6/3/12, No. 41
Prisons now! It’s my right to eat too many donuts and take a nap. That is what living in a free society allows me to do. Not like in a socialist country, where they tell you how many calories you’re consuming. Same with schools. The problem with them is they don’t do anything prison time wouldn’t fix. Why waste resources educating the young when we’re going to have to lock them up anyway? So, I have a modest proposal, my 257th: turn schools into prisons. Tomorrow. In the afternoon, when school’s out, just say, “Sorry, kids, you’re not going anywhere!”
Tim Turner in his May 31st (2012) letter to you laid the situation out beautifully. Turner accurately pointed out that, when it comes to educating the young, nothing does any good. Nothing works. It’s all hopeless. He states that our “public schools have become a quasi-full-employment program, not an educational enrichment zone.” And he presses the point home, asserting,
I will take the tangible cost-benefit ratio from prosecution and incarceration every day over feel-good but ‘never quite able to be measured’ enrichment programs prescribed for the public schools.
In other words, prison is the one governmental institution that shows tangible results, unlike all of the others, including public schools. Well said, Mr. Turner! Read Mr. Turner’s eloquence here: Prisons work better than social programs
Mr. Turner really is on the right track. He doesn’t cite any facts, statistics, or authorities. Which is good. Lack of evidence indicates how self-evident he believes his case to be. Besides, everyone knows liars can figure. Anyone can manipulate facts. Turner rightfully steers clear of them. He travels by his own lights. Powers himself on his own stream. After all, he possesses, as he himself asserts,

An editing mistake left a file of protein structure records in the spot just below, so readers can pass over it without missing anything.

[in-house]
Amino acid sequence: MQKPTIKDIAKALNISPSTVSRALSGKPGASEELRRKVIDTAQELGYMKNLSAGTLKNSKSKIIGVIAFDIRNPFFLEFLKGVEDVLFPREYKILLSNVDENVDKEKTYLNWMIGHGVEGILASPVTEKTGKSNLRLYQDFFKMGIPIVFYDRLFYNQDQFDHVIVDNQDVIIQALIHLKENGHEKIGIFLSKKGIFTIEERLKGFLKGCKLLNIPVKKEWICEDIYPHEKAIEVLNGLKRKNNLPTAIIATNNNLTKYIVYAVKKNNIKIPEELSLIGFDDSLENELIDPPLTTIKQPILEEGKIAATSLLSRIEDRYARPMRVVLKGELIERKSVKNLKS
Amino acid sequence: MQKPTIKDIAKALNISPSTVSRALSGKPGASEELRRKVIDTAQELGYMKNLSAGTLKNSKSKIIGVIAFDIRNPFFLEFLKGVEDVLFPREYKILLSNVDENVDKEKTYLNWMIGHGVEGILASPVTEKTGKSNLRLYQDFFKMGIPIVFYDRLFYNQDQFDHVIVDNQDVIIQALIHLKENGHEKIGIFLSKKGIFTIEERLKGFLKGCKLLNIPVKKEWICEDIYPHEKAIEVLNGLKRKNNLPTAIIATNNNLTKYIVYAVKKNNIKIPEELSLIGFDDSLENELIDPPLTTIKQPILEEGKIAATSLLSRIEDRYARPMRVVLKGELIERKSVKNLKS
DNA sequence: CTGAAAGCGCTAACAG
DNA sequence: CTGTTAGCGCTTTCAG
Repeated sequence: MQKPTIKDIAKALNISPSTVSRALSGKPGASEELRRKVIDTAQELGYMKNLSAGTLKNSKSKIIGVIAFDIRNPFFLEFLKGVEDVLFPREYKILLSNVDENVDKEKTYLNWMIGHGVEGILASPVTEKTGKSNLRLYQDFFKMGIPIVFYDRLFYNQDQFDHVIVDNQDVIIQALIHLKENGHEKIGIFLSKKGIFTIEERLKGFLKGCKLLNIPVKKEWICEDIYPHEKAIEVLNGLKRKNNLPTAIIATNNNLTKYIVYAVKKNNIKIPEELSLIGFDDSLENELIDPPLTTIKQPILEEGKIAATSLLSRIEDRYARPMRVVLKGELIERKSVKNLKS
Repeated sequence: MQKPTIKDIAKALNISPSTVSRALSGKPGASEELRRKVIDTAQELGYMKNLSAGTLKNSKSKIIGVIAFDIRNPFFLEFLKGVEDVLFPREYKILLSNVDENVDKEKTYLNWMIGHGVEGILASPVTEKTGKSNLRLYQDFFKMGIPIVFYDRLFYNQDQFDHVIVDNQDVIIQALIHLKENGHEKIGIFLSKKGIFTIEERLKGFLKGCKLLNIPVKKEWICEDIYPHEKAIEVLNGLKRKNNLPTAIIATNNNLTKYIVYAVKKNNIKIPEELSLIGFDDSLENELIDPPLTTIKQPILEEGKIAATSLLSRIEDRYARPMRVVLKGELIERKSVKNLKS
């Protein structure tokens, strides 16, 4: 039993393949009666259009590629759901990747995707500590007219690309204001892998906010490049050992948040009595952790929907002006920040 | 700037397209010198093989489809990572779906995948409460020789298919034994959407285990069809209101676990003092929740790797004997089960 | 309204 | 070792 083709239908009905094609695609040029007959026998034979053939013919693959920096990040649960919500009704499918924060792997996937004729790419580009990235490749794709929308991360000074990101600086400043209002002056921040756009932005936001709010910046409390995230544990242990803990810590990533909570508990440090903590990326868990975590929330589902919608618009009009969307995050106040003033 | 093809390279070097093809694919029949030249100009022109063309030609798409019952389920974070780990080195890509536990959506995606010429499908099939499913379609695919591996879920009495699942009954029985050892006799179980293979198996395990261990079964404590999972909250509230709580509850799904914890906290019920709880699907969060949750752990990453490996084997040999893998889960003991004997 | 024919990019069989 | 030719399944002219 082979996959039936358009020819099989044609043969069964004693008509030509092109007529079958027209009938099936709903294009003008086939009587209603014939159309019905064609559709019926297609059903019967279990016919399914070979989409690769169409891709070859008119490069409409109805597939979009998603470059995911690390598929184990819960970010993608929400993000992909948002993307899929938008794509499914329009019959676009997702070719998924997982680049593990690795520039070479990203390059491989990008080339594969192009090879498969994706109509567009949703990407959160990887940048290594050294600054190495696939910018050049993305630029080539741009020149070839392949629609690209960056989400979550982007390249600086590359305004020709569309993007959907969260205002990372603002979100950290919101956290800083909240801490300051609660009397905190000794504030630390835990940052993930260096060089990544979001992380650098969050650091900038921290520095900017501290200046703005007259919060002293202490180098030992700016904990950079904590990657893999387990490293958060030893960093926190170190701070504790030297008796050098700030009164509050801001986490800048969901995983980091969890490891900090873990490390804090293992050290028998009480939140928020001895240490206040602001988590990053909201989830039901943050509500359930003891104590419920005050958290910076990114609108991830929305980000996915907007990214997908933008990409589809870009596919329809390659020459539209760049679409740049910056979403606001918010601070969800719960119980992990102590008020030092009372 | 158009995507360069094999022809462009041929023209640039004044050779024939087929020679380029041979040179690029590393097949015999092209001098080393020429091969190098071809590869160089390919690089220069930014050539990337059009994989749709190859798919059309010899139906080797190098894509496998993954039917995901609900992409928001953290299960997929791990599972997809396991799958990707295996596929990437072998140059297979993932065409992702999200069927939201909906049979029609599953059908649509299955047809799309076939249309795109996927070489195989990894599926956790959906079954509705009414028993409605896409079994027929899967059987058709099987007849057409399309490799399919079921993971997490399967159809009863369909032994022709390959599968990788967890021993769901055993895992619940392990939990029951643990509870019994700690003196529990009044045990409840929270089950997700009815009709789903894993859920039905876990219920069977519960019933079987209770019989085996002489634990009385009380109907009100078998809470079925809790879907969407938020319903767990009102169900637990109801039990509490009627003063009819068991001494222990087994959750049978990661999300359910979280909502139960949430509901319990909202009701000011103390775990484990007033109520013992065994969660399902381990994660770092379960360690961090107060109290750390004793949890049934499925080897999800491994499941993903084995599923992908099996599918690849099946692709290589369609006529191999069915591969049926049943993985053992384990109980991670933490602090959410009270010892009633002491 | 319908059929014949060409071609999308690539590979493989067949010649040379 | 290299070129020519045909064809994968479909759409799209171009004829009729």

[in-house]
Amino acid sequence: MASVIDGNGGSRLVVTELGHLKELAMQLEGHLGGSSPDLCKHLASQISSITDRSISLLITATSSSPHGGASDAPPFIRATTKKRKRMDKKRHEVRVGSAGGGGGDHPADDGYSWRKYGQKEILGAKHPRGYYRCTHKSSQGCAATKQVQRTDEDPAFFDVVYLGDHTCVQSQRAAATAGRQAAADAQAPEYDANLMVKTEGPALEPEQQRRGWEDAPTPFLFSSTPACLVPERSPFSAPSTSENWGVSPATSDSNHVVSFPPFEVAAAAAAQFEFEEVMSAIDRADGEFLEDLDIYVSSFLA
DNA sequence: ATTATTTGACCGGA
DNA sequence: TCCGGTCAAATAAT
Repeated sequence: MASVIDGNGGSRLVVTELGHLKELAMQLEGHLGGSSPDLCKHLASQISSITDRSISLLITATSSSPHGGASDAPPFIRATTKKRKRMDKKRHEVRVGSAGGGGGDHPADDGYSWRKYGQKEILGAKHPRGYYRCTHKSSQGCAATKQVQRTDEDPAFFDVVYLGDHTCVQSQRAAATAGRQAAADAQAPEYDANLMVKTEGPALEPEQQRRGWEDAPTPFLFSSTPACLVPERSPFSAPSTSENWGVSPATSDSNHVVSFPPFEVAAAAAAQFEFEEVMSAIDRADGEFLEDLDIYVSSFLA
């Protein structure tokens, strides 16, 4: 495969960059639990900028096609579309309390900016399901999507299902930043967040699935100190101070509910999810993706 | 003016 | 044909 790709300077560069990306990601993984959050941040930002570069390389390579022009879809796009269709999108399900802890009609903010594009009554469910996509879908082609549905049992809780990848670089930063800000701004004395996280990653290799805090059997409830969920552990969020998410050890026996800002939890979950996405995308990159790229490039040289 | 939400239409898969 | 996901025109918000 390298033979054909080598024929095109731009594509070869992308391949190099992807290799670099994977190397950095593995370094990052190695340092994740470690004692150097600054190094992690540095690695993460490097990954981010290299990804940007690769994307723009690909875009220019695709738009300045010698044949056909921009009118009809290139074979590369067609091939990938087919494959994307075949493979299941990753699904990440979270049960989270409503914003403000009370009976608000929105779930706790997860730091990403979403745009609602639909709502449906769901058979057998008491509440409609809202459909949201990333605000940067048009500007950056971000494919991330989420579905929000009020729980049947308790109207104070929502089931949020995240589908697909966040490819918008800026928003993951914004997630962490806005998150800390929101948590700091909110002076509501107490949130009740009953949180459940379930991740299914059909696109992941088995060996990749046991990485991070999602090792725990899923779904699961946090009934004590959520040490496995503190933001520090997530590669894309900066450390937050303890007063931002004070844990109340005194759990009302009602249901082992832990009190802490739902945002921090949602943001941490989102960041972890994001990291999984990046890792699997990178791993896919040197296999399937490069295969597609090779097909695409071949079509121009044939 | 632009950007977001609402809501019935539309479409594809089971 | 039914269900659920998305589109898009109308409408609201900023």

[w]isdom gleaned from 68 years of growing in knowledge and experience.
Indeed, this is where wisdom should come from, not from reading and inquiring. Reading and inquiring muddy certainty. Studying an issue makes you have second thoughts. I dread second thoughts. Don’t you? I believe you should always go with your first instinct. Go with the gut! With second thoughts, you have to start considering factors you hadn’t thought of before. Like, evidence. Conviction becomes less clear..
So, why bother, when you already know what you believe. Whenever I’m looking for what I think about an issue (like public schools and prisons), I just look inside my own head, scrounge around till I find what I’m looking for, then report my opinions to whoever will listen. Often I record them in a letter to you, the editor of the Times-Union. Admirably, this is what Mr. Turner has done.
A self-described wise man, Turner formulated his ideas about the world when Lyndon Johnson was president. He points out that Johnson’s War on Poverty failed:
It has been reported that since the initiation of the War on Poverty by President Lyndon Johnson in the mid-1960s, Americans have spent trillions of dollars in a futile attempt to eradicate poverty. The result in poverty reduction is effectively zilch.